MA Thesis Oral Presentation, Brendan Egan - "‘Bore by discent and by title of right, justly to reigne in England and in Fraunce’: Literature Directed at English Kings During the Hundred Years War"
Date and Time
Mackinnon Extension Room 2020
The Hundred Years War (1337-1453) was one of the longest military engagements of the middle ages, and one of its most significant. Yet while the conflict’s political, military, and socio-cultural aspects have been well-studied, the literature composed during the period has not. Thus, this thesis attempts to fill a gap in the scholarship of the Hundred Years War by analyzing the literature directed at four of the five successive English kings who took part in the conflict – Richard II, Henry IV, Henry V, and Henry VI (c. 1377-1453) – by way of manuscript dedications, addresses, and gifts. While the reigns of Richard II and Henry IV coincided with a period of relative Anglo-French peace, Henry V was responsible for a resumption of hostilities and the pinnacle of English power on the continent as embodied by the Treaty of Troyes, and Henry VI’s reign witnessed attempts to formally institute the dual monarchy as explicated by Troyes but was also responsible for England’s decline and eventual defeat in 1453.
As a result, the works of writers such as Geoffrey Chaucer, Thomas Hoccleve, and William Worcester, among others, not only mirrored the various phases of the war but also attempted to guide its progression by contributing to the wider discourse on war and peace, educating their recipients on their kingly responsibilities, and celebrating and cementing their rights to the French crown. These efforts by English writers are contrasted with the works of their French counterparts – including Philippe de Mézières, Christine de Pizan, and Alain Chartier – who dedicated and addressed a number of works to Charles VI, the dauphin Louis, and Charles VII which equally contributed to the discussion on war and peace, attempted to educate French kings on their responsibilities, and importantly urged them to challenge the English claim. Such a comparison further emphasizes the purpose of these works. Ultimately, this thesis demonstrates that a number of English writers active during the conflict used their texts as tools of indirect diplomacy, advice, and education to compliment and achieve English aims in the Hundred Years War.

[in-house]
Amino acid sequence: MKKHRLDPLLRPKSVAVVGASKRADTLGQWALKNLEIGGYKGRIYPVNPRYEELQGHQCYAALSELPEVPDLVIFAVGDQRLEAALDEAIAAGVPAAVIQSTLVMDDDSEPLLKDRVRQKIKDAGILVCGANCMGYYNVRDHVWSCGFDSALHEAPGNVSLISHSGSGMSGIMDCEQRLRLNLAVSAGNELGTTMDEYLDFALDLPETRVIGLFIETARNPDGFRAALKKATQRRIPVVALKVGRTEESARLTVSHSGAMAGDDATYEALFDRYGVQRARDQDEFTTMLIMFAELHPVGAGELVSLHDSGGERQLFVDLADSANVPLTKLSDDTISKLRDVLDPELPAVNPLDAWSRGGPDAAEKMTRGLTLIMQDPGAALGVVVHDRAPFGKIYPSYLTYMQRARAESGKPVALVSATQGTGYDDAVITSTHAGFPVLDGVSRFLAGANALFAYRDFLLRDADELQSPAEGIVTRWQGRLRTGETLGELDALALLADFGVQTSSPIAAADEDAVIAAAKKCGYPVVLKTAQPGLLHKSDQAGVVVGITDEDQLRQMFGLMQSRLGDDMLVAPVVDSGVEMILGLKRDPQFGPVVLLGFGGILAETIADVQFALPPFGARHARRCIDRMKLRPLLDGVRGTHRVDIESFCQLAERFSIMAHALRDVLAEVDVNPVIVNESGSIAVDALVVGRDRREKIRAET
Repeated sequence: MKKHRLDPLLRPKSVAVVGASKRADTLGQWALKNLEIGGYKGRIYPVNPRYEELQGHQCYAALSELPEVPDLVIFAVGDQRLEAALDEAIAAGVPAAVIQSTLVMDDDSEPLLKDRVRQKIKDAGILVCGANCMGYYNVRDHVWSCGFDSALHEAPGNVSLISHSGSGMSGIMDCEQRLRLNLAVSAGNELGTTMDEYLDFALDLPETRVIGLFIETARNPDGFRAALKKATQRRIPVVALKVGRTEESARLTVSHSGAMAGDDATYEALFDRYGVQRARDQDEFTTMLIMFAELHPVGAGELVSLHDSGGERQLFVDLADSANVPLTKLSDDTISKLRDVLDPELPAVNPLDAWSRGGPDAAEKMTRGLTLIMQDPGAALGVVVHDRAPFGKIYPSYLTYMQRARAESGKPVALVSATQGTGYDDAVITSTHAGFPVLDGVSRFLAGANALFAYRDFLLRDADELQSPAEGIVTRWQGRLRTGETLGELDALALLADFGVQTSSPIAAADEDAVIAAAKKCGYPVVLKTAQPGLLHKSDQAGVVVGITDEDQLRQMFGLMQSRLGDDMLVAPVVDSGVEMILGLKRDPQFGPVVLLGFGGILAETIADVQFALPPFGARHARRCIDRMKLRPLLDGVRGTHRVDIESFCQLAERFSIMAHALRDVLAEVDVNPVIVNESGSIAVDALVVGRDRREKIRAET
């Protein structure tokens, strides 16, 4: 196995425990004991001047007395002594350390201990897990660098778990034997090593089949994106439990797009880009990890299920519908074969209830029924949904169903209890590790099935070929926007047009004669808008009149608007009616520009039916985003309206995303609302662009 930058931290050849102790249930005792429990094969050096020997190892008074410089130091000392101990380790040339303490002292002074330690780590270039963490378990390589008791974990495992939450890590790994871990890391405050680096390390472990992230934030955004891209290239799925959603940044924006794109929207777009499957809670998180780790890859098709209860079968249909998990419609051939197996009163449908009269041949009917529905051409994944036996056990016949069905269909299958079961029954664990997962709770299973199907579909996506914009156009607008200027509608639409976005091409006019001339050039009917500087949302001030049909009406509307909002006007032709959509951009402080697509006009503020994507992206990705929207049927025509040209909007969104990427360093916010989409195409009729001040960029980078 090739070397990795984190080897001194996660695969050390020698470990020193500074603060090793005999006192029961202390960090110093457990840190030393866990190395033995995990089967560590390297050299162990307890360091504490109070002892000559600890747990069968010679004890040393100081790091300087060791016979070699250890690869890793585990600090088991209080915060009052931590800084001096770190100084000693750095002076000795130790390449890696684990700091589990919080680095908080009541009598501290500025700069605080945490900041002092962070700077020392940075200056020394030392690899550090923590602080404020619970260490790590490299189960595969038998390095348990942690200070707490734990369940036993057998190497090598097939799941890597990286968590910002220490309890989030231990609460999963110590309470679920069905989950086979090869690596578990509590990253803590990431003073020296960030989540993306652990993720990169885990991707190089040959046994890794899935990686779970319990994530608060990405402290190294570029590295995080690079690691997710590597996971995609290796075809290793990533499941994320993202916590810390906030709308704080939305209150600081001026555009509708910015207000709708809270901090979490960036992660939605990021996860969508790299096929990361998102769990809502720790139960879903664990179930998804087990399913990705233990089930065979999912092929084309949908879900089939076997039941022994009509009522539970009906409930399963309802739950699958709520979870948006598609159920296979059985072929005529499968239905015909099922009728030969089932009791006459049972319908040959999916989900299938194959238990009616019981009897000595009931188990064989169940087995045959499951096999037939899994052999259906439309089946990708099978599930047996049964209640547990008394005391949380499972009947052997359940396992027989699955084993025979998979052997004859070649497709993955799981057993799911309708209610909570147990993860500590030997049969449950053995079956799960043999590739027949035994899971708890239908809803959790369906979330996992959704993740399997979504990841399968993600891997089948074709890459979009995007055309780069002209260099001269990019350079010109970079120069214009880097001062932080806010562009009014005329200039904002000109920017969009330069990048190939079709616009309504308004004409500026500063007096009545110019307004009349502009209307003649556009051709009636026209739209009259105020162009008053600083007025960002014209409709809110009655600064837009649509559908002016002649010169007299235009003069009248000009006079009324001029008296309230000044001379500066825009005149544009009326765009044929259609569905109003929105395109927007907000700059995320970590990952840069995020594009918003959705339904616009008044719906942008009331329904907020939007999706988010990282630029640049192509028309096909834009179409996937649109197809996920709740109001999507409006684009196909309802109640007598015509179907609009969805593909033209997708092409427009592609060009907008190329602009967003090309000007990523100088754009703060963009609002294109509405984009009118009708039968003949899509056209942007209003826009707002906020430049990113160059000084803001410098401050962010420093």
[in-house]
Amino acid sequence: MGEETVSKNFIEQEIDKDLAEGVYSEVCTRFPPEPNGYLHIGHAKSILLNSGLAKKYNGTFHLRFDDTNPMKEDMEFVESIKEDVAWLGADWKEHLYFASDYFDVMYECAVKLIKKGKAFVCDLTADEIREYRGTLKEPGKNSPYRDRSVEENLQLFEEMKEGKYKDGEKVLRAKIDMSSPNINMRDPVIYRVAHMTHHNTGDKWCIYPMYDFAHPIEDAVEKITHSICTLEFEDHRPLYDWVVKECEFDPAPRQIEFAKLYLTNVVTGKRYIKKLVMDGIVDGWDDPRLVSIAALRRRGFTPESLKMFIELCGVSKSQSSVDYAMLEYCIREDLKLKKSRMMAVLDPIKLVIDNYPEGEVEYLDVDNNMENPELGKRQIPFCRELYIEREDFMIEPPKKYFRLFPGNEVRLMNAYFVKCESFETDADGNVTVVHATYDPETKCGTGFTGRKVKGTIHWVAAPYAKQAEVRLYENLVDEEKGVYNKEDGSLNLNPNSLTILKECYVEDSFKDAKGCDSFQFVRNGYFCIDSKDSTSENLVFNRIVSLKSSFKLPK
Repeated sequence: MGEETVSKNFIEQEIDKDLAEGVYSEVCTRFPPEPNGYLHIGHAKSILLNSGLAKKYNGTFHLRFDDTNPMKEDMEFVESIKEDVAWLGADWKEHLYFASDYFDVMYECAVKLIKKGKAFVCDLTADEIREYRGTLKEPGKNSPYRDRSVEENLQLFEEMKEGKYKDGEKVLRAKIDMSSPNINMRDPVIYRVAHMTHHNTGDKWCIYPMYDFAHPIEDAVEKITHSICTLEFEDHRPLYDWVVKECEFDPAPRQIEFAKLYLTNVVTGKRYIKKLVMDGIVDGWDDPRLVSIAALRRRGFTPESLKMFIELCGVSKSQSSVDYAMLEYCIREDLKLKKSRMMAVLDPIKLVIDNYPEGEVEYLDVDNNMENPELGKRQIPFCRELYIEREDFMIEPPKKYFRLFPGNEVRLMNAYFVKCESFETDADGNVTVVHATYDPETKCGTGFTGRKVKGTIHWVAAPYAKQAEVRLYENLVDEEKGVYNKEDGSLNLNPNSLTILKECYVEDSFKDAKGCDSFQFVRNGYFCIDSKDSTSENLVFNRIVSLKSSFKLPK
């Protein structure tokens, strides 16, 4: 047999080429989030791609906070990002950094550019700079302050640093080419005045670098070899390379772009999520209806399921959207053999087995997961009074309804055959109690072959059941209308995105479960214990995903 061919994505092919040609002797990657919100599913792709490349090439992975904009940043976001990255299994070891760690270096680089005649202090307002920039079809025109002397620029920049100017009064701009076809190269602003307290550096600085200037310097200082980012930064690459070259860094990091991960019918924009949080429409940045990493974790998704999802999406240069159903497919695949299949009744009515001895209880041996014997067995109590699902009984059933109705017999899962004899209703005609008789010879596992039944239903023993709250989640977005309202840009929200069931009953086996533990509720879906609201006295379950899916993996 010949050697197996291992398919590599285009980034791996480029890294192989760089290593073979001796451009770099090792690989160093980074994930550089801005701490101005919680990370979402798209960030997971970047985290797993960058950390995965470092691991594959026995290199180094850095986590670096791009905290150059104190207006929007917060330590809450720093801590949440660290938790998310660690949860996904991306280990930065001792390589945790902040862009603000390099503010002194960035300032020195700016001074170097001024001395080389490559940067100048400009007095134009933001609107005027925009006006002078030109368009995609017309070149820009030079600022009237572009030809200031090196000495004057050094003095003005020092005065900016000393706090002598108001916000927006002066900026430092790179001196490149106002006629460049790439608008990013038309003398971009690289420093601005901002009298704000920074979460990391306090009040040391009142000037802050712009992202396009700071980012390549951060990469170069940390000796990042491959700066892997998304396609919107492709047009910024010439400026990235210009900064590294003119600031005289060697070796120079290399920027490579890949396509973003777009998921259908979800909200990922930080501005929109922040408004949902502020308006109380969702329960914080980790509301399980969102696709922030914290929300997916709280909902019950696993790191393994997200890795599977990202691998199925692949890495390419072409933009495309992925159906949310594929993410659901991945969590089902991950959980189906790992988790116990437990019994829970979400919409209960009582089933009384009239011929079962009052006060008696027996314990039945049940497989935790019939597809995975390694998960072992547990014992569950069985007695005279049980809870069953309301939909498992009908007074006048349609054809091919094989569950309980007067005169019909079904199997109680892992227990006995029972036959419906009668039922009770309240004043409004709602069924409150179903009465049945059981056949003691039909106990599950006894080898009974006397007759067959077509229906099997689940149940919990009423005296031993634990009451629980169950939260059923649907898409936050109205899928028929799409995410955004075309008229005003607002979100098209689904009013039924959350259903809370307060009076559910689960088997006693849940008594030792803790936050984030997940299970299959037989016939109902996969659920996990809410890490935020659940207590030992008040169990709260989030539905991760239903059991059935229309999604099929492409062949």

Advisor: Dr Susannah Ferreira
Committee Member: Dr. Elizabeth Ewan
Chair: Dr. Norman Smith
External Examiner: Dr. Peter Goddard